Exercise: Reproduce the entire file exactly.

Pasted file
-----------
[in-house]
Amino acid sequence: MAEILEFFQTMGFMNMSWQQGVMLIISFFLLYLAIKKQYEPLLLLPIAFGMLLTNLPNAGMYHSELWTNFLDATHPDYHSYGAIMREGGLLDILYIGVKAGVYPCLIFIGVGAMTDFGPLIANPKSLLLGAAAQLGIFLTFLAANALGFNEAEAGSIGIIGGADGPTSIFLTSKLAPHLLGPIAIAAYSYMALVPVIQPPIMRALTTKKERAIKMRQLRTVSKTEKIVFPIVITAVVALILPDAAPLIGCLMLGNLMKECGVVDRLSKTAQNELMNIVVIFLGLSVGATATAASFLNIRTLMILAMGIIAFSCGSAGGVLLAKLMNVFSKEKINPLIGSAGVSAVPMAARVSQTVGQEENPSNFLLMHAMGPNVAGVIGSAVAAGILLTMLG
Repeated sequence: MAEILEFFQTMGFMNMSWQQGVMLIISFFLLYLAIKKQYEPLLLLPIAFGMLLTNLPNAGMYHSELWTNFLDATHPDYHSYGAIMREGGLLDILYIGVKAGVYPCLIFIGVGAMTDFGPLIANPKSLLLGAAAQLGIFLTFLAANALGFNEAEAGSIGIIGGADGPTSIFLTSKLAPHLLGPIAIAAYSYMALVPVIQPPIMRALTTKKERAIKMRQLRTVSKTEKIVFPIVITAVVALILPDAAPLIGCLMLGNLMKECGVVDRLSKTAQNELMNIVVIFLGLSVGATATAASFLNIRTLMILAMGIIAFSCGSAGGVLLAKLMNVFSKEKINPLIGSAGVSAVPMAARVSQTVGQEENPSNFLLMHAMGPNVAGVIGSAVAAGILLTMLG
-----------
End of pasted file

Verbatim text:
[in-house]
Amino acid sequence: MAEILEFFQTMGFMNMSWQQGVMLIISFFLLYLAIKKQYEPLLLLPIAFGMLLTNLPNAGMYHSELWTNFLDATHPDYHSYGAIMREGGLLDILYIGVKAGVYPCLIFIGVGAMTDFGPLIANPKSLLLGAAAQLGIFLTFLAANALGFNEAEAGSIGIIGGADGPTSIFLTSKLAPHLLGPIAIAAYSYMALVPVIQPPIMRALTTKKERAIKMRQLRTVSKTEKIVFPIVITAVVALILPDAAPLIGCLMLGNLMKECGVVDRLSKTAQNELMNIVVIFLGLSVGATATAASFLNIRTLMILAMGIIAFSCGSAGGVLLAKLMNVFSKEKINPLIGSAGVSAVPMAARVSQTVGQEENPSNFLLMHAMGPNVAGVIGSAVAAGILLTMLG
Repeated sequence: MAEILEFFQTMGFMNMSWQQGVMLIISFFLLYLAIKKQYEPLLLLPIAFGMLLTNLPNAGMYHSELWTNFLDATHPDYHSYGAIMREGGLLDILYIGVKAGVYPCLIFIGVGAMTDFGPLIANPKSLLLGAAAQLGIFLTFLAANALGFNEAEAGSIGIIGGADGPTSIFLTSKLAPHLLGPIAIAAYSYMALVPVIQPPIMRALTTKKERAIKMRQLRTVSKTEKIVFPIVITAVVALILPDAAPLIGCLMLGNLMKECGVVDRLSKTAQNELMNIVVIFLGLSVGATATAASFLNIRTLMILAMGIIAFSCGSAGGVLLAKLMNVFSKEKINPLIGSAGVSAVPMAARVSQTVGQEENPSNFLLMHAMGPNVAGVIGSAVAAGILLTMLG